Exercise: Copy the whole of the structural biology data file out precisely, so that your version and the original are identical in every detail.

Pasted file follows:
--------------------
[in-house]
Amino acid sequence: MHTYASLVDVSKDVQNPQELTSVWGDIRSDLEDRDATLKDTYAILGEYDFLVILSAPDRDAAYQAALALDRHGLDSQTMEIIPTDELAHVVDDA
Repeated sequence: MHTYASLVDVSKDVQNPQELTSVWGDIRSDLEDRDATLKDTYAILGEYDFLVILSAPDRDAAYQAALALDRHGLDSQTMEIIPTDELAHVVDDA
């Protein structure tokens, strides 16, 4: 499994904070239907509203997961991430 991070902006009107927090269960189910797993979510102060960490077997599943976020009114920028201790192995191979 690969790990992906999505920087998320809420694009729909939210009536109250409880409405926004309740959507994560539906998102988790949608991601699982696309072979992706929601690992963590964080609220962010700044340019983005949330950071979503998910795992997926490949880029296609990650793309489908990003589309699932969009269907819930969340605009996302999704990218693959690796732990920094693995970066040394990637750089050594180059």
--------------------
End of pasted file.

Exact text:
[in-house]
Amino acid sequence: MHTYASLVDVSKDVQNPQELTSVWGDIRSDLEDRDATLKDTYAILGEYDFLVILSAPDRDAAYQAALALDRHGLDSQTMEIIPTDELAHVVDDA
Repeated sequence: MHTYASLVDVSKDVQNPQELTSVWGDIRSDLEDRDATLKDTYAILGEYDFLVILSAPDRDAAYQAALALDRHGLDSQTMEIIPTDELAHVVDDA
């Protein structure tokens, strides 16, 4: 499994904070239907509203997961991430 991070902006009107927090269960189910797993979510102060960490077997599943976020009114920028201790192995191979 690969790990992906999505920087998320809420694009729909939210009536109250409880409405926004309740959507994560539906998102988790949608991601699982696309072979992706929601690992963590964080609220962010700044340019983005949330950071979503998910795992997926490949880029296609990650793309489908990003589309699932969009269907819930969340605009996302999704990218693959690796732990920094693995970066040394990637750089050594180059």